Fuku-you no taki (福養の滝)

Remote Waterfall

By James Holford    - 3 min read

I was going to try and bike this one, but this kind shopkeeper warned me: Don't do it Slim, prompting an elderly customer to tip his head back, scrutinize me with one eye, and remark tongue-in-cheek: Naw, he's thin enough.

At my age, the shopkeeper was probably right. One of my 108+ vices, a virtue in the secondary equities market, is that: I don't listen to anyone else's advice. So, I decided to bike it. It was like going up a mountain. It was going up a mountain. As I enjoyed the country landscape, I started to run some of The Cramps' songs through my head, but that association started to produce real-world results. So I started to wonder which came first: 'Bikini Girls with Machine Guns' or that final scene in Gokudo No Tsuma. Who inspired who?

It was hot. Fearing that I was on the wrong road, I stopped to ask a woodcutter where it was. He didn't say: forward or onward, he just said 'up.' Having dropped a few pounds in water weight, aware that I needed a hair-cut, dizzy, with heart palpitations, I finally reached the top.

The waterfall itself is beautiful, very backwoods. It's about a ten-minute hike from the road down there. There's a sign warning you to look out for bears. Funny, I didn't know there were bears in Shizuoka prefecture. If you do see one though, and it chases you, run like hell, zigzag. I was certain I was the only one up there so I took a dip.

Due to the haphazard planes and angles of the rocky terrain, it is difficult to determine the height of the waterfall, and probably requires special gear, maybe a rope. The main cascade is about 70 meters high, with a few lesser tiers. Right after heavy rains, or in spring thaw, it must really be pumping, but the risk of landslides should not be overlooked.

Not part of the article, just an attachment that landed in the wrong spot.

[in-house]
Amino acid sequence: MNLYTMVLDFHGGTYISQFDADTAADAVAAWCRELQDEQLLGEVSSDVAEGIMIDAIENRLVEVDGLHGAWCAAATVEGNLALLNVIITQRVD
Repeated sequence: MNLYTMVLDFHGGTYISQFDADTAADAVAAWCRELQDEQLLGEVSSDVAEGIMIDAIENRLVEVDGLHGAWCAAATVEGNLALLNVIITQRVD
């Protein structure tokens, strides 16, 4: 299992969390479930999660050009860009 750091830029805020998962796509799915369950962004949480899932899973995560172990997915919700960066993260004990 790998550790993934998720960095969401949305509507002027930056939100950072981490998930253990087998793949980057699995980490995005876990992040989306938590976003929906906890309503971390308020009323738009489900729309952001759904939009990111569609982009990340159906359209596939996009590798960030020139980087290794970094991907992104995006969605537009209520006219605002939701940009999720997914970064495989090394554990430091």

Refreshed, I returned to the road and made my way back. As I rummaged through the popsicle bin, unable to find my favorite one, the shopkeeper asked me if I had made it. I told him that I had. He asked me if there was water up there. I replied that there certainly was, a lot of it pouring over the ridge. We agreed it was because of the relatively recent rains.

To get there, take Route 362 northwest from Shizuoka City for about 15 kilometers, turn right onto Route 60 and go about 25 kilometers up to the falls, veering right where the road forks. If you're in a car, the road can become dicey higher up because of landslides. After that, there's a glade, a logging camp, where the road widens briefly with a big sign above it that tells you the falls are two kilometers away.

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James Holford

James Holford @james.holford

James Blake Holford is a long-time resident of Japan. He lives in Shizuoka with his family. He works for Interac Co. Ltd. His hobbies include: marine sports, tennis, writing and publishing.

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